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Regulation and Compliance > Federal Regulation > IRS

IRS Settlement Program Could Affect Small DB Plans

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The Internal Revenue Service is trying to get some users of 412(i) defined benefit pension plans and 20 other tax-cutting vehicles to come to it before it goes after them.

Eligible taxpayers can make peace with the IRS by giving up on what the IRS says are “improperly claimed tax benefits” and, in some cases, paying a penalty, according to Joe Spires, author of the document describing the settlement program, IRS Announcement 2005-80.

Spire predicts in the announcement that the program will affect about 500 taxpayers.

Laurie Lewis, a senior vice president at the American Council of Life Insurers, Washington, says taxpayers who are eligible for the settlement program should talk to experienced tax advisors before deciding to participate.

The IRS has not obtained court rulings indicating that some the categories of tax-saving vehicles included in the settlement program, such as certain types of 412(i) plans, are necessarily abusive, Lewis says.

In the case of the 412(i) plans affected, before a 2002 ruling came out, “there was never any guidance that [taxpayers] shouldn’t be doing this,” Lewis says.

Lewis says she is not sure whether all of the 412(i) plans whose sponsors would be eligible for the settlement program really have abusive plans.

Most of the categories of tax-saving vehicles included in the settlement program, such as “common trust fund straddle tax shelters,” have no connection with the insurance industry.

But the IRS settlement program announcement does refer to several tax-saving strategies involving use of Roth individual retirement arrangement transactions, charitable remainder trust distributions and employee stock ownership plans.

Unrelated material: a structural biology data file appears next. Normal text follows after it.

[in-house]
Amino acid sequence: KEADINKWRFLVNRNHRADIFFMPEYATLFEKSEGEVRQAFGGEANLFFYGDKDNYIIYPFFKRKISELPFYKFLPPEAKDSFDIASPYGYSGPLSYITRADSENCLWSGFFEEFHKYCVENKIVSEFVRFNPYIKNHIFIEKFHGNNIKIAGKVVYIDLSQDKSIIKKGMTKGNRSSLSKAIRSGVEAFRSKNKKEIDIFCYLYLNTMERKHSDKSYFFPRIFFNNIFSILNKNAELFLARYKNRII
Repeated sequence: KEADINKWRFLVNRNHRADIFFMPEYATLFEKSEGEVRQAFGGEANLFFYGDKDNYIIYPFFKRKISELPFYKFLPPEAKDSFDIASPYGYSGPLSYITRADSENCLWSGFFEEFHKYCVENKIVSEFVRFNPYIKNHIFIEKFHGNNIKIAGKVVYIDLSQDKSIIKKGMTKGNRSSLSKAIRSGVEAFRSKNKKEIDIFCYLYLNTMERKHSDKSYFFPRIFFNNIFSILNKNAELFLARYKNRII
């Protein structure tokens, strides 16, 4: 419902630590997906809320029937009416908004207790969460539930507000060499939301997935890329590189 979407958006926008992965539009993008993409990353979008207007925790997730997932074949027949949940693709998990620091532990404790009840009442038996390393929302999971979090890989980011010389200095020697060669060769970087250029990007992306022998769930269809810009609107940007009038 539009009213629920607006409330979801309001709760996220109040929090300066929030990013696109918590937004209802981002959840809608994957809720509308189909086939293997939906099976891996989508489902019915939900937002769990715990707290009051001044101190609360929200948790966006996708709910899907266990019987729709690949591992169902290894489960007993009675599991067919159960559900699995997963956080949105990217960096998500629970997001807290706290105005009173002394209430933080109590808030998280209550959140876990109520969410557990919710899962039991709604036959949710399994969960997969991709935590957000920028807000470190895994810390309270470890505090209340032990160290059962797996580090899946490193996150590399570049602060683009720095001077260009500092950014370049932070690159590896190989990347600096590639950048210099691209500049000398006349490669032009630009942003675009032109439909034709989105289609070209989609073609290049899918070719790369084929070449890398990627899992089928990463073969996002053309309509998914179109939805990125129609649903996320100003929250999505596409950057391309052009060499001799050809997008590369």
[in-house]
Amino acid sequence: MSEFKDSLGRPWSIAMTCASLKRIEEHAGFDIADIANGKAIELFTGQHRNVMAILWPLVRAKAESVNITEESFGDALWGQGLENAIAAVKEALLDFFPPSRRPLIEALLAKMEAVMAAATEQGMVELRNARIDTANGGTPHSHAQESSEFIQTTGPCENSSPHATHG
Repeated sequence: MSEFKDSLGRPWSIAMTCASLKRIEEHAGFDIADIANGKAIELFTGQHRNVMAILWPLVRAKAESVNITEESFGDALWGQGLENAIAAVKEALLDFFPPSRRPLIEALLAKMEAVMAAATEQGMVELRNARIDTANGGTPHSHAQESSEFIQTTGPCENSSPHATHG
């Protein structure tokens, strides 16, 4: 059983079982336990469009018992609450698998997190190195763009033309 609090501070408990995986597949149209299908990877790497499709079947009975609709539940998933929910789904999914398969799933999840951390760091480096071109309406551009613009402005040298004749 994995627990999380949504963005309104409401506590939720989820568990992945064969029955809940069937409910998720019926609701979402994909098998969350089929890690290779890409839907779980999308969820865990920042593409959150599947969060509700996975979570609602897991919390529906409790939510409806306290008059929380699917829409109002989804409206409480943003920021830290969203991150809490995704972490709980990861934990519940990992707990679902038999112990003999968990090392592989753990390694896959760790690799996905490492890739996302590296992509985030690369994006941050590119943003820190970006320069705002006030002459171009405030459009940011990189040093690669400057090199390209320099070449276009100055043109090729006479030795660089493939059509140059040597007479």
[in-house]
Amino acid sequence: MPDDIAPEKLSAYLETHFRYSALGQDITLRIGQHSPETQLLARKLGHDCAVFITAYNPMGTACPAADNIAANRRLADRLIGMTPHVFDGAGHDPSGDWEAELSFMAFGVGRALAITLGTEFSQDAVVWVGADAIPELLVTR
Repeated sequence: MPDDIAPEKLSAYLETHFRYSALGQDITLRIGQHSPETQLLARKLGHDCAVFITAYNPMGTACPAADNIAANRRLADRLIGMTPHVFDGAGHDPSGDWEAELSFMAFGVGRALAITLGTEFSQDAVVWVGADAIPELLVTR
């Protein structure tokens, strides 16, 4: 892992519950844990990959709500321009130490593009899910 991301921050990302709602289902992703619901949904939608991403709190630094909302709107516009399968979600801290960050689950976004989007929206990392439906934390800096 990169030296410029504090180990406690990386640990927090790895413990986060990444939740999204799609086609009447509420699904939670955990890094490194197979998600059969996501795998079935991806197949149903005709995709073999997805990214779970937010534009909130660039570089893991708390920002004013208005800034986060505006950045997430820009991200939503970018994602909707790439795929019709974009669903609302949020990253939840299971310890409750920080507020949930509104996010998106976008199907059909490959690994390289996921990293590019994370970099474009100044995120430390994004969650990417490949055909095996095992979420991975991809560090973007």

The inclusion of 412(i) plans in the settlement program seems to have the clearest relevance to the life insurance industry.

Older, high-income owners of small businesses, such as medical practices and dental practices, often set up 412(i) plans and use annuity contracts or life insurance policies with guaranteed returns to fund defined benefit pension plans.

Because sponsors use funding vehicles with guaranteed returns, they escape from many of the reporting requirements that normally plague sponsors of defined benefit pension plans.

Moreover, because products with a guaranteed return usually offer yields of less than 3%, older, high-income business owners may be able to deduct annual contributions of $100,000 or even $300,000 from taxable income in the process of meeting funding goals.

The IRS has been looking hard at efforts to cut taxes through the use of complicated life insurance and annuity funding arrangements in 412(i) plans. The IRS says it is including 412(i) plans in the new settlement program if accumulated plan assets exceed the benefits payable; if life insurance policies built into the plan would pay more death benefits than the plan documents say the plan offers; or if the value of some participants’ rights to buy life insurance contracts from the plan is much higher than other participants’ contract purchase rights.

The IRS will be imposing 10% penalties on users of some tax-saving vehicles, but the penalties for use of affected 412(i), ESOP, charitable remainder trust and Roth IRA arrangements will be 5%, Spires writes.

Spires says the IRS might reduce a settling taxpayer’s total bill if the taxpayer is unable to pay all of the back taxes that the IRS says the taxpayer owes.

The IRS will waive requirements for the payment of penalties for taxpayers who relied on favorable written opinions from independent tax advisors who were not involved in efforts to promote the tax shelters, Spires writes.

A copy of the tax settlement announcement is on the Web at //


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